I recently donated to ArtSpan.org for their annual juried fundraiser benefit one of these new pieces titled "Long is Love, Kate" which sold at the auction. The appreciation by the buyer energizes me and gives me a momentum to carry forward other desires and goals. It is clear, by some of the confessions I make here, that any sense of deep loss becomes food for new inspiration. But so is poetry, and music and nature and beauty and all the arts. Film in particular (indie and documentary films at their best) can be incredible vehicles toward a pure kind of inspiration, as can be new music or a musician I love and follow passionately. There are moments or phases of nothingness, and I also consider those very valuable and not to be dismissed as laziness or wasteful. I am zen, and I am a mess, and as I grow older, it has become important to accept this about myself and my "process," which is an overused, overemphasized demand. Sometimes there is no process, there is creating above all. 

Where/when do you like to create art (studio, kitchen table, etc.)?
JL: I am and most likely will always be a night owl. I think now that this may have to do with my love for owls! Hah, I knew it. So, I create in the wee hours, and I wish sleep was but a luxury because nighttime brings me fires and stories and movements and prayers and desires, and it is there, mostly, that I hunger to create.  As far as where: I love the floor, and I love a table surface that I can mess with, so these two places are my favorites. I currently work out of my studio apartment, and haven't had the luxury of a personal studio since I moved back from NY to SF. I am in need of a dedicated space as we speak. 

Any gallery/exhibition experiences you’d like to share?
JL: Wow, yeah, I think I can remember some. It's such a rush to be in a show, even a group show at some dinky little unknown gallery, because your work is up there. You are essentially naked in front of your friends and of total strangers who look at 'you' and either respond or not to you... it's like marriage or no marriage; you're either the man of someone's dreams or you're not there or something is missing about you. So, long story short, it's thrilling and it's nerve-wracking to show and you want your work to look amazing, you want people to feel the love all around the works, and the ambiance, so the whole thing (for me) becomes a choreography of a new piece and there's a lot of last minute pieces to fit and things break, time passes too fast, things just plain go wrong, hours before an opening.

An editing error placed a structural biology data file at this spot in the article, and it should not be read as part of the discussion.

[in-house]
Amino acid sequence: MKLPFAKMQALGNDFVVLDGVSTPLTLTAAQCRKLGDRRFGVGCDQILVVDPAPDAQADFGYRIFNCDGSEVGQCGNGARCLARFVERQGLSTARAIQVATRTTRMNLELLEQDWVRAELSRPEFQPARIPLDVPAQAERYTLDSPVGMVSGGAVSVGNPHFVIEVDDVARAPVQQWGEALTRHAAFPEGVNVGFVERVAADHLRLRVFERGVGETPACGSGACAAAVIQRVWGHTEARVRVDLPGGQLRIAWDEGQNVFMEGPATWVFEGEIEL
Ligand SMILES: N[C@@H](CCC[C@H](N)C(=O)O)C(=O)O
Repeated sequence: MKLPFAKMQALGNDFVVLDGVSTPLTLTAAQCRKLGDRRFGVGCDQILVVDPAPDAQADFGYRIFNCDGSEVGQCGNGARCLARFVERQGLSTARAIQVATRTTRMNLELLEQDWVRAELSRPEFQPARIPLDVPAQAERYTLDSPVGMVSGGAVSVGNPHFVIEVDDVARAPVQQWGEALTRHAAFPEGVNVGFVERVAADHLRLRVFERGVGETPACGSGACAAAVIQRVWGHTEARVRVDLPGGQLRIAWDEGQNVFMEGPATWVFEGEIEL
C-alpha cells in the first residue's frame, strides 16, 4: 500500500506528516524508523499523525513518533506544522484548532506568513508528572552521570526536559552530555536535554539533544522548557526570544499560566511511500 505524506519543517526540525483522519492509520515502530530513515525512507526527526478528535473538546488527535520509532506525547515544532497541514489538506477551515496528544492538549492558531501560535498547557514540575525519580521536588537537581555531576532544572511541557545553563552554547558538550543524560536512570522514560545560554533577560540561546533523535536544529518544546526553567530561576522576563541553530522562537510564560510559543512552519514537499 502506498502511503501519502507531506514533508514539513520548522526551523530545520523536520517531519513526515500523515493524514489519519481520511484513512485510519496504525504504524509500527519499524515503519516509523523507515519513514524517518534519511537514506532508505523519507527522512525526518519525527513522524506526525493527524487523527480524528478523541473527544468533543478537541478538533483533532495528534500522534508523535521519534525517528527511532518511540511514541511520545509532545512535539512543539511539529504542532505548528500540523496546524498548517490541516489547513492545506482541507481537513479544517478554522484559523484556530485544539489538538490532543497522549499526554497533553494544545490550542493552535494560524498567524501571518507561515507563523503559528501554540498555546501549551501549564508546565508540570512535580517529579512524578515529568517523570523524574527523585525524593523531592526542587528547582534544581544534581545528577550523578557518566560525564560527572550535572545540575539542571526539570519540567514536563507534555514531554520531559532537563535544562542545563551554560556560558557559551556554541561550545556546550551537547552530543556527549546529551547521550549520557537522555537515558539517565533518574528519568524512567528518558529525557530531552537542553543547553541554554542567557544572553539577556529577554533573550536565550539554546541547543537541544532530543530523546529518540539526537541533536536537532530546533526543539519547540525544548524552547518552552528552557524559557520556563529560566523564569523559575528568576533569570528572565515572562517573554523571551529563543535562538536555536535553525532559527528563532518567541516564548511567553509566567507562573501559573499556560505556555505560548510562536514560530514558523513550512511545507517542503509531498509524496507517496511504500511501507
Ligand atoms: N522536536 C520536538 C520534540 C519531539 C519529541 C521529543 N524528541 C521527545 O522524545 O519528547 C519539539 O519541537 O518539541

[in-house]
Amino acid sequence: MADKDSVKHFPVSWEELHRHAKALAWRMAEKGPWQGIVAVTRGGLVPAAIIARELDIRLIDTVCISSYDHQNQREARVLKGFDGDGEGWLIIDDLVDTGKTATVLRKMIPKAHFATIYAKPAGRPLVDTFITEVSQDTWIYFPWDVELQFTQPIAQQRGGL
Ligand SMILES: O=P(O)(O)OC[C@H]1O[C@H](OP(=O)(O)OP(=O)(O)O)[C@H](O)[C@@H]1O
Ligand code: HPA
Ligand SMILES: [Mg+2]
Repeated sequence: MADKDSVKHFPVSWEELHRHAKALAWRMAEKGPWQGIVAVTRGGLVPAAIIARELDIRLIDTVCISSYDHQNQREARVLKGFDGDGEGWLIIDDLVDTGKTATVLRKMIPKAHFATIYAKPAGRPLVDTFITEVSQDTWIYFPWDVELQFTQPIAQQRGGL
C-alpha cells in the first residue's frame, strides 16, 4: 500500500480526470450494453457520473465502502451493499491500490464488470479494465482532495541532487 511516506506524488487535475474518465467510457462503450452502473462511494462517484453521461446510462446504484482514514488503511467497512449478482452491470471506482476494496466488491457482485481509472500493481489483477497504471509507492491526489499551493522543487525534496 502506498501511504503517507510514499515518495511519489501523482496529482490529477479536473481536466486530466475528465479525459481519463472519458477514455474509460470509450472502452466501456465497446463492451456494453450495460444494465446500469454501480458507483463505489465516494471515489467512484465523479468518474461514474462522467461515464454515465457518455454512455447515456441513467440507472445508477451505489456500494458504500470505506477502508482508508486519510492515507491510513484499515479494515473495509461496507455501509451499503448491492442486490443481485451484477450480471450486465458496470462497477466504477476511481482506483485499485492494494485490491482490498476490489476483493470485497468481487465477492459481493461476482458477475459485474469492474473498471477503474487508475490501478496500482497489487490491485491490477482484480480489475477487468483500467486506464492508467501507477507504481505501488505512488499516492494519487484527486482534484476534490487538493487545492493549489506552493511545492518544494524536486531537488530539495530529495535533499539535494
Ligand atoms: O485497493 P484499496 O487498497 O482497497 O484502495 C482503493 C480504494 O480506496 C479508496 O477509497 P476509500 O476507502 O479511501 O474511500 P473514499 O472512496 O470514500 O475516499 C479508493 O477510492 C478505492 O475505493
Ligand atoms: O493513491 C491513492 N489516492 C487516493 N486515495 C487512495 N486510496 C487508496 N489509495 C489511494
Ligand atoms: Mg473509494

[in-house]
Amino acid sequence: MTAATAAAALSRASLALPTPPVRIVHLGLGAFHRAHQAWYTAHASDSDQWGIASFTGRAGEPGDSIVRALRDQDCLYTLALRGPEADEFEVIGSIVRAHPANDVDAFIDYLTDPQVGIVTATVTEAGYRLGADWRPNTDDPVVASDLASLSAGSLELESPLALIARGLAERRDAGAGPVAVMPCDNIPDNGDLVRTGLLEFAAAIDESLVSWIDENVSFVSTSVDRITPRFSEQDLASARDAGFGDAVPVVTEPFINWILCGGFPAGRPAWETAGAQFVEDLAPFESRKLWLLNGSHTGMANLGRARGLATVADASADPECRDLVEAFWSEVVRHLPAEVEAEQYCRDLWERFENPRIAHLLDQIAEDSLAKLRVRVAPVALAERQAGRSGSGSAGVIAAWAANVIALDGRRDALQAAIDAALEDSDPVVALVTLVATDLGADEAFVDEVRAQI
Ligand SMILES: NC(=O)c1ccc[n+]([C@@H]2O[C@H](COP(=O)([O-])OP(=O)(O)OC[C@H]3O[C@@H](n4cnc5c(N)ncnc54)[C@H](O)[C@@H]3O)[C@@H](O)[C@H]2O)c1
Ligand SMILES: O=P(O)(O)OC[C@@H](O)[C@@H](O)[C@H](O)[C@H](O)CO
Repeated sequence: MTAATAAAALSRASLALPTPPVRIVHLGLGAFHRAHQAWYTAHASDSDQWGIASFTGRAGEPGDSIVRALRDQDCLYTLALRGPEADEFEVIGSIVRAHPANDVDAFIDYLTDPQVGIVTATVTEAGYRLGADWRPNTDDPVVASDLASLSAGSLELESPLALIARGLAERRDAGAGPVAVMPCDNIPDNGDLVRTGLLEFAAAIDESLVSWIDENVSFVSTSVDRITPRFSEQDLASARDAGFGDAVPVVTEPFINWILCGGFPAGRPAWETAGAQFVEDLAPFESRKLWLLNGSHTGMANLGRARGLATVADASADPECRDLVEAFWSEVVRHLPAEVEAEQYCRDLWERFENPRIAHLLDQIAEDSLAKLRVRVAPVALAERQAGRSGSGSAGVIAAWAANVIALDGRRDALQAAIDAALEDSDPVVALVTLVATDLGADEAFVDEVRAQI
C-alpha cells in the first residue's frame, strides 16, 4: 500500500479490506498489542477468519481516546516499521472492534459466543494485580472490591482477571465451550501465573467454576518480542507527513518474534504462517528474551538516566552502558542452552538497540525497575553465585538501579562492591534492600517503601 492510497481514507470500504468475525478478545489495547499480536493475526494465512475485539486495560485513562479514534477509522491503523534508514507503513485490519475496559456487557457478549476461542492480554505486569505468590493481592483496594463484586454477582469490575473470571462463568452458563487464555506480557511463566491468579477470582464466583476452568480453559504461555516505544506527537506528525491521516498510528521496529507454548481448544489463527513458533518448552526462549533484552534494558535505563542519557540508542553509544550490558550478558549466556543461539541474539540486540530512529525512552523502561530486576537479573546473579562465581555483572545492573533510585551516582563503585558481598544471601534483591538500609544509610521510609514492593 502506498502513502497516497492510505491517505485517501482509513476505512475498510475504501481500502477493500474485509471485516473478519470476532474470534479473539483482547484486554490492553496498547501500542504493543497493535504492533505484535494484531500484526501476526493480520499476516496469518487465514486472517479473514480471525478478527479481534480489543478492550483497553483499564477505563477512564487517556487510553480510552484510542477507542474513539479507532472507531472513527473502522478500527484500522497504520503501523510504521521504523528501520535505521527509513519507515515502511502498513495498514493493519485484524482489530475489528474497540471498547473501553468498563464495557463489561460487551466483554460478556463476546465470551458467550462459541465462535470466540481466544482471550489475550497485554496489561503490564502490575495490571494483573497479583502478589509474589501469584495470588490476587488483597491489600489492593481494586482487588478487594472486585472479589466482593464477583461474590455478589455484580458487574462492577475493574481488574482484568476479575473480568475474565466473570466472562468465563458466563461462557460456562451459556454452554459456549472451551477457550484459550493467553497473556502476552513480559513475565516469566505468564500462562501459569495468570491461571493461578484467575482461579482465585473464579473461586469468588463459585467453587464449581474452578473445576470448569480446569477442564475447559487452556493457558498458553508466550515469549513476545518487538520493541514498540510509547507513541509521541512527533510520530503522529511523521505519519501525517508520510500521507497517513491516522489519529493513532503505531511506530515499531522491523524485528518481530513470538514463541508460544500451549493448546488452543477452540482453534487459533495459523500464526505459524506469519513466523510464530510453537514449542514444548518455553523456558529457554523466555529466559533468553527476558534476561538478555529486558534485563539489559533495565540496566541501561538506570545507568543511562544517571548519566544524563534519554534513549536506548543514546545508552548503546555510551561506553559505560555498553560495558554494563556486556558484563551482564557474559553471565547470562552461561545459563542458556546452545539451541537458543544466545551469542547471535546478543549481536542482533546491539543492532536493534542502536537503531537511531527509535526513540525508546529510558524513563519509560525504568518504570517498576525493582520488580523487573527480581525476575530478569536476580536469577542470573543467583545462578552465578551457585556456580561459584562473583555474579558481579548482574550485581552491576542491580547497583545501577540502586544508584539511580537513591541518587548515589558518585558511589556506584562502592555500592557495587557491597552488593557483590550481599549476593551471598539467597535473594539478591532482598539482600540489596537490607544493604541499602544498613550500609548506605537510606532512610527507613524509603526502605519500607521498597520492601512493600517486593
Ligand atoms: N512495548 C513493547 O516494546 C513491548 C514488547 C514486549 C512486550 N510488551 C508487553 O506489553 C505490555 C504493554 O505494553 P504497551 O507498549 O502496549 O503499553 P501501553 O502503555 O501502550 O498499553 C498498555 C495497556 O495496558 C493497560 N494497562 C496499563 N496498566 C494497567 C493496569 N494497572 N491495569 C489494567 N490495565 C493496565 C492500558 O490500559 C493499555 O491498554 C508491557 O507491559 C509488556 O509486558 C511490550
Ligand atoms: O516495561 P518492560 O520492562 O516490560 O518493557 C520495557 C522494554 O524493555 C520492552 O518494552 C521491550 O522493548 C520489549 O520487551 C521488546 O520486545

Back in 2000, I rented a beautiful large gallery at Fort Mason and put up my first official exhibit "Unbound". I was overjoyed and feeling a lot of love from my friends, from people who'd seen and bought my work... so one of my favorite experiences was this burst of energy and help I got from my close friends who all came to help me hang and place the paintings just so, so that the final gathering of works looked illuminated. It worked. And the beauty of this story is all the hard labor, and the sweat and the joy and sense of accomplishment that my friends and I shared.

You left SF for NYC for a few years, can you talk about that time?
JL: Yes, I moved away from San Francisco in early 2002, right after my father passed away in Brazil in July 2001 and then 9/11 happened. I came back to the US through JFK on 9/10 so my life was literally a target on that fateful flight. We were force landed in St. Louis on 9/11 without being told what was actually happening and the deep sense of loss I felt (losing my father, the most important person in my life), combined with 9/11 and all that terror; I just couldn't live life "normally" any longer. I had to flee. I had to fly, I had to move. I tend to move when the world is falling apart around me if I cannot myself concretely fix it… my therapist pointed this out to me. It was an escape, but it wasn't a typical escape: it was an escape from deep loss, it was an escape from the horrors of humanity and from myself living in a world I couldn't clean up-- I needed something new to wash away all that pain. New York came calling. A place that experienced such deep pain called me with all my deep pain. I abided. It was a time of creating, and loneliness and desolation. it was a time of self discovery, and of more loss, too: my friend Ernie, my closest friend at that time died suddenly of a heart attack, and again, I fell to the ground. And I created new works, and I escaped on short trips, and I was healed by the kindness of strangers.  New York lives in my heart. I left it because I again needed some to find and gain a sense of calm and peacefulness I couldn't ultimately find there at that time. Still, New York lives in me and had an incredible impact in who I am today.

Any advice to aspiring artists?
JL: Create. Hope for nothing and hope for everything. And, accept criticism that moves you forward, but don't let anyone belittle your passion, your need to create and the sheer power you have within.  

*************the end***************or: the beginning**********

Posted by Sharon Reaves on 5/10/13 | tags: figurative mixed-media